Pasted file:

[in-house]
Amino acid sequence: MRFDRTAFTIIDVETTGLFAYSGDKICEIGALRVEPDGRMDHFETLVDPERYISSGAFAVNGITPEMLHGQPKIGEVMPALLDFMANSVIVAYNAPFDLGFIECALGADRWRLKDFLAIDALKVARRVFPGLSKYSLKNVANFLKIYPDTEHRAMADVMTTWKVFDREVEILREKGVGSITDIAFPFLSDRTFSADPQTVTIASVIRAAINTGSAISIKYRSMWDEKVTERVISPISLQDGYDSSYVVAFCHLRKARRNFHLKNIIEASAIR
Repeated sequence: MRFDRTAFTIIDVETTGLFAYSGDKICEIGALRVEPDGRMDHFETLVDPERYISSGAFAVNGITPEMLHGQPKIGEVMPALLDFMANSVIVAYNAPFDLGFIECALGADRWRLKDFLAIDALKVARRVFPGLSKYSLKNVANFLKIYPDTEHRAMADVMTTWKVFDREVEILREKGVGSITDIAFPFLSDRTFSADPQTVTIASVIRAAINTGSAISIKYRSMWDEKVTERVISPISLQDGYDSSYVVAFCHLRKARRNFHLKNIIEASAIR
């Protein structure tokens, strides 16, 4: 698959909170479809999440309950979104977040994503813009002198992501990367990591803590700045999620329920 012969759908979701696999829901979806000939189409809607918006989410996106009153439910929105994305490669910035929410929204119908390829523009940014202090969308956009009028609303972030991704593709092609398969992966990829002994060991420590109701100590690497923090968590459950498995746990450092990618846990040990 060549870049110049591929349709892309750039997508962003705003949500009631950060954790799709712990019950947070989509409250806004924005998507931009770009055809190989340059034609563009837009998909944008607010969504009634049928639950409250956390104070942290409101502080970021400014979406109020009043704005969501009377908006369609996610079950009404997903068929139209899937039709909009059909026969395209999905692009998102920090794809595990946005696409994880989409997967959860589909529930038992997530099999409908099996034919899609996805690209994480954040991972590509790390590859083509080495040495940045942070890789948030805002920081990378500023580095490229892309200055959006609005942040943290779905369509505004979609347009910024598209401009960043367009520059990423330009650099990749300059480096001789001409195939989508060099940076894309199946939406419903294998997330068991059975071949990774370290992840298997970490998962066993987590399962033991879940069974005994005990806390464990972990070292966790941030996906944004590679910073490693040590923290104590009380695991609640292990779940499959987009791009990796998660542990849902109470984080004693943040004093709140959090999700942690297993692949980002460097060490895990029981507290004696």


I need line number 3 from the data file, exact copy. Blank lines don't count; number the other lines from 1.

Repeated sequence: MRFDRTAFTIIDVETTGLFAYSGDKICEIGALRVEPDGRMDHFETLVDPERYISSGAFAVNGITPEMLHGQPKIGEVMPALLDFMANSVIVAYNAPFDLGFIECALGADRWRLKDFLAIDALKVARRVFPGLSKYSLKNVANFLKIYPDTEHRAMADVMTTWKVFDREVEILREKGVGSITDIAFPFLSDRTFSADPQTVTIASVIRAAINTGSAISIKYRSMWDEKVTERVISPISLQDGYDSSYVVAFCHLRKARRNFHLKNIIEASAIR